Discovering Jewish Meditation

By Nan Fink Gefen

Jewish Lights Publishing, 1st edition, 1999; 2nd edition, 2011

“Encourages Jews of all persuasions to give meditation a shot….Worthwhile.” (Publishers Weekly)

“Shows users how to combine [meditation] with prayer…. An excellent source for classes as well as for independent study.” (Jewish Book World)

Buy this book at www.amazon.com.


EXCERPT: CHAPTER ONE

 

Over the years you’ve undoubtedly had experiences that were spiritual in nature. Perhaps they took place while you were reading a poem, or holding a sleeping child. Or walking in the woods, or watching the sunset. Or while you were praying.

These experiences-and more-have helped you know that something exists beyond your regular, everyday reality. This “something” is what I call “the silence within.” To many of us this state seems both familiar and mysterious. It has the quality of spaciousness, and it appears to have no boundaries.

Like a pregnant pause, the silence within contains all possibility. It is the raw material of creation, the formlessness that exists before the concrete emerges. When we enter into this state, we have our most intense spiritual experiences and receive our most significant moments of understanding.

If you are like many people, you probably don’t pay much attention to the silence within as you rush from place to place, juggling responsibilities and meeting deadlines. But you sense its existence. In the quiet moments it hovers just outside your consciousness, and you are drawn to it. It might even frighten you, the scary unknown.

The world’s major religious traditions acknowledge the existence of the silence within. Whatever name they give it, or however they describe it, they see it as something that can be explored. Each tradition has created ways for doing this, and passes them on to succeeding generations.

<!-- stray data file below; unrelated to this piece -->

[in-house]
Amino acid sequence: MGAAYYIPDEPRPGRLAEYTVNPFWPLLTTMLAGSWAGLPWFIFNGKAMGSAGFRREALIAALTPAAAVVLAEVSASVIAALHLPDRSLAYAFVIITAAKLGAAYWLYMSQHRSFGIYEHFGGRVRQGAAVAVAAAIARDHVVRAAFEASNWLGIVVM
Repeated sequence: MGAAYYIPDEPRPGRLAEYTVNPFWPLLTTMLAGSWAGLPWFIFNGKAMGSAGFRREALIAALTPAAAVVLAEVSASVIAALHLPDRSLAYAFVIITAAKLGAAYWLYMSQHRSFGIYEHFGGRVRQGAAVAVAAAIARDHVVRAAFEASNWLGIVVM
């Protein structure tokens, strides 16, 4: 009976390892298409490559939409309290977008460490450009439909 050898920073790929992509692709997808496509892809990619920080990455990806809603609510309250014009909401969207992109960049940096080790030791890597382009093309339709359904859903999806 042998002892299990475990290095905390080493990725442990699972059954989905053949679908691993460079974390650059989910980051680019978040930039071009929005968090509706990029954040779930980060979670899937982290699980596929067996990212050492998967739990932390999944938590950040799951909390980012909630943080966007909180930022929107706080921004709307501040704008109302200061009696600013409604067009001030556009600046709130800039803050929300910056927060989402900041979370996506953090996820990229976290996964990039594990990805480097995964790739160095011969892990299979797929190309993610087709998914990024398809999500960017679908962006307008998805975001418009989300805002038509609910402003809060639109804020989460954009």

Likewise, nontraditional spiritual teachers, such as those in the New Age movement, assume that transcendence of everyday life can take place. The experience of the spiritual realm, they say, does not depend on a traditional belief in God or adherence to a particular religion.

In these times of spiritual seeking, many people are turning to Jewish meditation as a pathway to the silence within. They are discovering that the practice is wise and beautiful and that over the years it can lead to great spiritual transformation.

In the pages ahead, you will be introduced to Jewish meditation. You will learn about its background, as well as its techniques. This will enable you to use it creatively in your life. When you understand it in its fullness, you will see its enormous strength. And when you learn how to practice it, you will receive the great gift of its living presence in the years ahead.

WHAT IS JEWISH MEDITATION?

Most simply, Jewish meditation is a spiritual practice found within the Jewish tradition.

The best way to describe it is to consider its name. The word “Jewish” is included because meditation has been-and is-a part of Judaism. Traditionally it exists alongside other aspects of Jewish observance, such as prayer and Torah study. Less traditionally, it is done alone as a spiritual practice.

Jewish meditation uses images, words, and symbols that come from the Jewish tradition. The meditations themselves, and the teachings that go along with them, reflect Jewish understanding. Because of this, people who are introduced to Jewish meditation will not mistake it for any other meditative practice.

Now we move on to the “meditation” word in Jewish meditation. Meditation is a specific kind of activity that involves directing the mind. It follows a prescribed order, and it uses techniques different from ordinary thinking or daydreaming. The activity takes place during a prescribed time period, and thereby has a beginning and an end. Although the contents of Jewish meditation are unique in many ways, it joins other meditative traditions in directing the mind to the silence within.

Jewish meditation can be further described as an organic practice that has grown and changed through history. Although it is part of Judaism, it nevertheless has absorbed elements from other traditions, such as Sufism, Gnosticism, and Buddhism. The practice contains a great variety of teachings and meditations. At different times creative bursts of collective insight into the use of meditation have taken place. One, in fact, is going on right now.